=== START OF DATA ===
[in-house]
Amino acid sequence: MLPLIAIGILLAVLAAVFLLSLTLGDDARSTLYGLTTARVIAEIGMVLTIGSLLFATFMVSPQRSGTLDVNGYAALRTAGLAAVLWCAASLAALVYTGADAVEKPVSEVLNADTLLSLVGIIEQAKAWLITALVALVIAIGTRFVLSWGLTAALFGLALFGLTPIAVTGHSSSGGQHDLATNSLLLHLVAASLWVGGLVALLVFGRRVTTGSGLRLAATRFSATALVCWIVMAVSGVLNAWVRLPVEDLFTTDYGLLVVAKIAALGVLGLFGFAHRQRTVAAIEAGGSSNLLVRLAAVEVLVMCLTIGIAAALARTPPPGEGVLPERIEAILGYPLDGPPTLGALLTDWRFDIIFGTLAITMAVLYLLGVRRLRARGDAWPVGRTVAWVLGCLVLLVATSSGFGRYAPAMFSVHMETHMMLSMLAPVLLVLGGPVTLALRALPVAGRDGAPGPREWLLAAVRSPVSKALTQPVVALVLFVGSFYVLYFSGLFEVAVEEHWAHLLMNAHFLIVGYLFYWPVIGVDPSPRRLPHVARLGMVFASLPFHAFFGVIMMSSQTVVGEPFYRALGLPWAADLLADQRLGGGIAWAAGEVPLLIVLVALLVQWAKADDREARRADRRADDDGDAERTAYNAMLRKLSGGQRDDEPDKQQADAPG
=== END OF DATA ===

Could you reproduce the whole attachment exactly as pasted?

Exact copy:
[in-house]
Amino acid sequence: MLPLIAIGILLAVLAAVFLLSLTLGDDARSTLYGLTTARVIAEIGMVLTIGSLLFATFMVSPQRSGTLDVNGYAALRTAGLAAVLWCAASLAALVYTGADAVEKPVSEVLNADTLLSLVGIIEQAKAWLITALVALVIAIGTRFVLSWGLTAALFGLALFGLTPIAVTGHSSSGGQHDLATNSLLLHLVAASLWVGGLVALLVFGRRVTTGSGLRLAATRFSATALVCWIVMAVSGVLNAWVRLPVEDLFTTDYGLLVVAKIAALGVLGLFGFAHRQRTVAAIEAGGSSNLLVRLAAVEVLVMCLTIGIAAALARTPPPGEGVLPERIEAILGYPLDGPPTLGALLTDWRFDIIFGTLAITMAVLYLLGVRRLRARGDAWPVGRTVAWVLGCLVLLVATSSGFGRYAPAMFSVHMETHMMLSMLAPVLLVLGGPVTLALRALPVAGRDGAPGPREWLLAAVRSPVSKALTQPVVALVLFVGSFYVLYFSGLFEVAVEEHWAHLLMNAHFLIVGYLFYWPVIGVDPSPRRLPHVARLGMVFASLPFHAFFGVIMMSSQTVVGEPFYRALGLPWAADLLADQRLGGGIAWAAGEVPLLIVLVALLVQWAKADDREARRADRRADDDGDAERTAYNAMLRKLSGGQRDDEPDKQQADAPG